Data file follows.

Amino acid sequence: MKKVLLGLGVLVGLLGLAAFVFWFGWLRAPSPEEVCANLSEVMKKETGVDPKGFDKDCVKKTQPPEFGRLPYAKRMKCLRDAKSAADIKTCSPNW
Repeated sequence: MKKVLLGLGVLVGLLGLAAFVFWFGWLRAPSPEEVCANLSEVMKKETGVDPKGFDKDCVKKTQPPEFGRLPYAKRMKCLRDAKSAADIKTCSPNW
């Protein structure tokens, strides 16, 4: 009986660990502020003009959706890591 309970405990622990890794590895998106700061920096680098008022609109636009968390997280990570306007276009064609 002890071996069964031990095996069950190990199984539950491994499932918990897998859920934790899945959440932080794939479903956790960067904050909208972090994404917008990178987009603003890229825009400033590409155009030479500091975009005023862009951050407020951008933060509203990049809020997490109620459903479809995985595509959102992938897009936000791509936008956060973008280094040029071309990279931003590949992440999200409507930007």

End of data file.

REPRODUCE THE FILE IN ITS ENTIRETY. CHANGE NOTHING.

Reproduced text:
Amino acid sequence: MKKVLLGLGVLVGLLGLAAFVFWFGWLRAPSPEEVCANLSEVMKKETGVDPKGFDKDCVKKTQPPEFGRLPYAKRMKCLRDAKSAADIKTCSPNW
Repeated sequence: MKKVLLGLGVLVGLLGLAAFVFWFGWLRAPSPEEVCANLSEVMKKETGVDPKGFDKDCVKKTQPPEFGRLPYAKRMKCLRDAKSAADIKTCSPNW
């Protein structure tokens, strides 16, 4: 009986660990502020003009959706890591 309970405990622990890794590895998106700061920096680098008022609109636009968390997280990570306007276009064609 002890071996069964031990095996069950190990199984539950491994499932918990897998859920934790899945959440932080794939479903956790960067904050909208972090994404917008990178987009603003890229825009400033590409155009030479500091975009005023862009951050407020951008933060509203990049809020997490109620459903479809995985595509959102992938897009936000791509936008956060973008280094040029071309990279931003590949992440999200409507930007």